ROOTS in Brazil - Tuesday, Jan. 15

Tuesday, January 15, 2013
Hemi Encuentro
by Will MacAdams

I am in a morning workshop called ‘The Voice’s Body’ with Teresa Ralli, a founding member of the Peruvian Theater Collective Grupo Cultural Yuyachkani. Her work integrates her vision and craft with elements of Suzuki, Yoga, Tai Chi, Linklater Training, and dance.   But that description doesn’t begin to express the peculiar magic of how she holds the space:  without judgment, and with a lens so wide that I see my body and hear my voice in new ways.  The highlight:  she asks us to share dances from our culture, and then later, in couples, we share our physical and ancestral vocabularies.  The responses are varied because our backgrounds are so diverse: salsa, dances from different parts of Brazil, Step, Afro-Cuban, the Cabbage Patch.  I cannot think of any WASP dances – and my knowledge of my Jewish cultural heritage is not deep at all – so I swing my arms wide in the sky to express the joy I feel when I dance, which feels like enough, and it is.

I spend the afternoon with Kenneth (Kenny) Bailey from Boston’s Design Studio for Social Intervention, and Aline Silva, a Brazilian director, performer and theater student. We walk around the center of São Paulo, speaking in Spanish about what we see and about life here.  My Spanish is proficient but far from fluent, so everything is experienced in incomplete glimpses: a building, just behind one of the main municipal buildings, that was once abandoned but has now been occupied by a group of folks, most of whom are homeless, and is lined with graffiti and adorned with flags; a bustling plaza where a man does a Michael Jackson routine and a homeless man says wryly to Aline, ‘I thought Michael Jackson was dead’; an outdoor shopping center where four retired men sit on crates offering advice for job seekers - a job to supplement their small social security incomes; discussion about the small percentage of black students in the public university system, despite the large size of the black community in the country, and the programs working to change that;  the São Paulo Cathedral, the largest church in São Paulo, with beautiful rose windows and capitals decorated with pineapples and coffee branches;  the Plaza de Sé, in front of the Cathedral, where a man holds a Bible and rants against homosexuality while a circle of men look on;  and in the plaza, on subway platforms, and against the side of buildings, people kissing.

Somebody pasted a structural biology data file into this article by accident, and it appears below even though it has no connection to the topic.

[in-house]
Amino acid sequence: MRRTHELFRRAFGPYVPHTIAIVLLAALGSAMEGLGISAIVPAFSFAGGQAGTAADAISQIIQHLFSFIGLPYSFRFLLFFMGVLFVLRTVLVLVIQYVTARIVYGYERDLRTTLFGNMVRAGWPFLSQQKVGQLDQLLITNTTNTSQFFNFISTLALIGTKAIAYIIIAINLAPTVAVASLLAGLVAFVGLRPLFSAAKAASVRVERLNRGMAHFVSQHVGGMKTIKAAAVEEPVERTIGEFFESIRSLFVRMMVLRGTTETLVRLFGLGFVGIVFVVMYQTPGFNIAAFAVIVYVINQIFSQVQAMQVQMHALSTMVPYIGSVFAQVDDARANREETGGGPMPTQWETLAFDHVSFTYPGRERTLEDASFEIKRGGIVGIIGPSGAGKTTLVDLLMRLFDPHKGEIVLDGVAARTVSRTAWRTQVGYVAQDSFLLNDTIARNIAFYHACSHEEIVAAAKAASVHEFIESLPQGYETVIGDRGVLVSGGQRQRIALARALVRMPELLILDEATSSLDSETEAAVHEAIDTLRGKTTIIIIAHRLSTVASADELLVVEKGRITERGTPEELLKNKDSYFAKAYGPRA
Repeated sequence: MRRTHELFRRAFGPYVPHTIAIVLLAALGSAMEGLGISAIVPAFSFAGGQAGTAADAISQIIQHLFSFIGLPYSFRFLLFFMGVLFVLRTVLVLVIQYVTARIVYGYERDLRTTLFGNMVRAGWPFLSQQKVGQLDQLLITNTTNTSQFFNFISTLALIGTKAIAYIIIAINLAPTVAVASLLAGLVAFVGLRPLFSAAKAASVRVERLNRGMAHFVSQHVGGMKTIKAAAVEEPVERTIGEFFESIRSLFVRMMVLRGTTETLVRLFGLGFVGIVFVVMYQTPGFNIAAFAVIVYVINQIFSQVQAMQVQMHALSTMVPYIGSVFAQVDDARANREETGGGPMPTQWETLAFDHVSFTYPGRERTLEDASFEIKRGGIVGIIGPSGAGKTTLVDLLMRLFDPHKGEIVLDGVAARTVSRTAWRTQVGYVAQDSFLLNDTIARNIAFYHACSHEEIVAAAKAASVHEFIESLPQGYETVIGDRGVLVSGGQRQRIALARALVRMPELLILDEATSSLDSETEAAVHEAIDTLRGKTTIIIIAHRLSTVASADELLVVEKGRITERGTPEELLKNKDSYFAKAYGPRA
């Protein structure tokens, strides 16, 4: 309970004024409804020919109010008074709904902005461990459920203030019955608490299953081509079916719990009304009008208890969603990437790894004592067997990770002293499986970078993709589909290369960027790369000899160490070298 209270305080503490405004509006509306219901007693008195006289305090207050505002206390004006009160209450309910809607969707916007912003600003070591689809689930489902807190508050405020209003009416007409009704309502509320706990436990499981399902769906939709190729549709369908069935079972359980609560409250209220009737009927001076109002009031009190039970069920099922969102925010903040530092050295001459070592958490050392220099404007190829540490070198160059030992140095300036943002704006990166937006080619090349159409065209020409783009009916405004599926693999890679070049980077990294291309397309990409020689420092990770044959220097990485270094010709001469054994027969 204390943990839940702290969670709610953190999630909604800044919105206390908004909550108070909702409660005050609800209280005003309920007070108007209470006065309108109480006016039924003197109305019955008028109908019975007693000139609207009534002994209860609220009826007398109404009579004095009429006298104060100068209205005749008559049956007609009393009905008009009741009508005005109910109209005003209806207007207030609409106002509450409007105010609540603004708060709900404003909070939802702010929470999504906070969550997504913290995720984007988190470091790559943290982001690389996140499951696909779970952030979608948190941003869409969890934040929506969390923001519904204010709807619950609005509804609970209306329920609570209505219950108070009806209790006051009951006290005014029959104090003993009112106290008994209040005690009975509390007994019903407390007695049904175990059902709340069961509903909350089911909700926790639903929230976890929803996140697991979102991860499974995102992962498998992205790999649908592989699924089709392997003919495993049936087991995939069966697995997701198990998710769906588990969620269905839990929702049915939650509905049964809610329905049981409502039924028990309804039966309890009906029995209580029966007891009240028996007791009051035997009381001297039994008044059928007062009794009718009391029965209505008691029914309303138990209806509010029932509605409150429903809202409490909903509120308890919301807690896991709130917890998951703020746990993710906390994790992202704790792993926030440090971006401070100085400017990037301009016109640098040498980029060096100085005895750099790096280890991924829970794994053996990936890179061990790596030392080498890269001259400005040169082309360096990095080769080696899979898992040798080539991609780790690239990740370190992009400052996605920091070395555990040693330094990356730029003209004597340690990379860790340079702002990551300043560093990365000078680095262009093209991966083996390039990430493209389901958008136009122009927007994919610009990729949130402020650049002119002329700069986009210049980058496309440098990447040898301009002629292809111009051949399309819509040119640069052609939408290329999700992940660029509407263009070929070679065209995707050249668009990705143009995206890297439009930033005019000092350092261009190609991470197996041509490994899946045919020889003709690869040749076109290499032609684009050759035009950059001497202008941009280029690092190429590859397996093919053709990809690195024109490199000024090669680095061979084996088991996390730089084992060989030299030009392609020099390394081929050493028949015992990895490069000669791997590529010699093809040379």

At the end of the afternoon we sit down at a Japanese Brazilian restaurant, and I have a very popular version of Temaki that looks l
ike an ice cream cone of seaweed filled with rice and topped with salmon.  We talk in various languages: Aline and I speak in Spanish, although it is neither of our first language; Kenny and I talk in English, although he knows a few words in Portuguese; the waiter and Aline speak in Portuguese about the Japanese-Brazilian menu; and Aline and Kenny share an interest in Anime so a few Japanese words are threaded through. The conversation is wide-ranging:  whiteness; economic divides in Brazil and in the US; the work of the director Anne Bogart.  It all sounds serious and monumental, but mostly it is just joyful as the conversation flows and Kenny’s deep, belly laugh wraps around us.

Many performances that evening: La Pocha Nostra, from the U.S., Brazil, and Portugal; Luis Antonio-Gabriela, from Brazil.  That evening, I attend Transnocheo, the late night cabaret. Ebony Golden, from our group, performs in a piece alongside of Katrina de Wees, who I find out later went to Hampshire College, where I teach.  They are wrapped in stockings: over their faces, on their arms, dangling from a clothesline above them.  They dance side by side and wrap around one another.  They are seen and unseen, faceless spirits, in love and in struggle. When they take the stockings off their faces, I am captivated by Ebony’s eyes, which seem to see the whole room and which seem also to reflect what I can’t see / what I can barely see.  Later, an Argentinian performer named Marcela Fuentes performs her Kafkaesque journey through the ‘Extraordinarliy Talented Alien’  US Visa process while wearing a ski-mask and playing with wind-up toys.  Hilarious.

It is late now and I leave Transnocheo to go back to the hotel.  I walk along a street, lined with tables filled with people drinking and talking.  I see Aline and several of her friends, and I join them.  They are mostly theater students: two men who she introduces as clowns (and one of whom rolls his hat up his arm to prove it); her friend Karina, who does site-specific pieces (called Urban Interventions), including a recent one in the Japanese district called ‘Plaza de Liberdade.’  As we drink, several folks come up to the table to sell things.  One man, a white Brazilian, is selling gold chopsticks with a red cloth sleeve, which remind me of the chopstick sleeves my wife and I use on New Year's Day.

We pour each other beer and talk about theater.  Friendship.  One of the clowns tells me to speak English and not Spanish because 'Spanish is an ugly language.'    Laughter fills the table, as languages collide and slide in the glittering Brazilian night.